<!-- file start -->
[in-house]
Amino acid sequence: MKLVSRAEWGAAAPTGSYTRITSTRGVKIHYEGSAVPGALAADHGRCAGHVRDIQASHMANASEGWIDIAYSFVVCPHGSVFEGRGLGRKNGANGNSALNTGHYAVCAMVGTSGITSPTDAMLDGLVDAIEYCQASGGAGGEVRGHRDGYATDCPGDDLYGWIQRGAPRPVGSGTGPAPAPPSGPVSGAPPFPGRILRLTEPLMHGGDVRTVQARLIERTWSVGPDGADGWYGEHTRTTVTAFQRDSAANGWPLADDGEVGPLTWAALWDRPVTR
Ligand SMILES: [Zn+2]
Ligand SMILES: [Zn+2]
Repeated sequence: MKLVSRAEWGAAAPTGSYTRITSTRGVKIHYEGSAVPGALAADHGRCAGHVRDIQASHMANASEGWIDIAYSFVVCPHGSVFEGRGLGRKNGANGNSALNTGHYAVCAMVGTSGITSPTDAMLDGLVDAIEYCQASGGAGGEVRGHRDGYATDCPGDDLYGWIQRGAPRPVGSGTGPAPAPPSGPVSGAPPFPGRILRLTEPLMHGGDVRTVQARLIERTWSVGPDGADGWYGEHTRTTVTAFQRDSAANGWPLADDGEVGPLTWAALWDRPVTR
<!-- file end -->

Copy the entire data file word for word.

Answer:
[in-house]
Amino acid sequence: MKLVSRAEWGAAAPTGSYTRITSTRGVKIHYEGSAVPGALAADHGRCAGHVRDIQASHMANASEGWIDIAYSFVVCPHGSVFEGRGLGRKNGANGNSALNTGHYAVCAMVGTSGITSPTDAMLDGLVDAIEYCQASGGAGGEVRGHRDGYATDCPGDDLYGWIQRGAPRPVGSGTGPAPAPPSGPVSGAPPFPGRILRLTEPLMHGGDVRTVQARLIERTWSVGPDGADGWYGEHTRTTVTAFQRDSAANGWPLADDGEVGPLTWAALWDRPVTR
Ligand SMILES: [Zn+2]
Ligand SMILES: [Zn+2]
Repeated sequence: MKLVSRAEWGAAAPTGSYTRITSTRGVKIHYEGSAVPGALAADHGRCAGHVRDIQASHMANASEGWIDIAYSFVVCPHGSVFEGRGLGRKNGANGNSALNTGHYAVCAMVGTSGITSPTDAMLDGLVDAIEYCQASGGAGGEVRGHRDGYATDCPGDDLYGWIQRGAPRPVGSGTGPAPAPPSGPVSGAPPFPGRILRLTEPLMHGGDVRTVQARLIERTWSVGPDGADGWYGEHTRTTVTAFQRDSAANGWPLADDGEVGPLTWAALWDRPVTR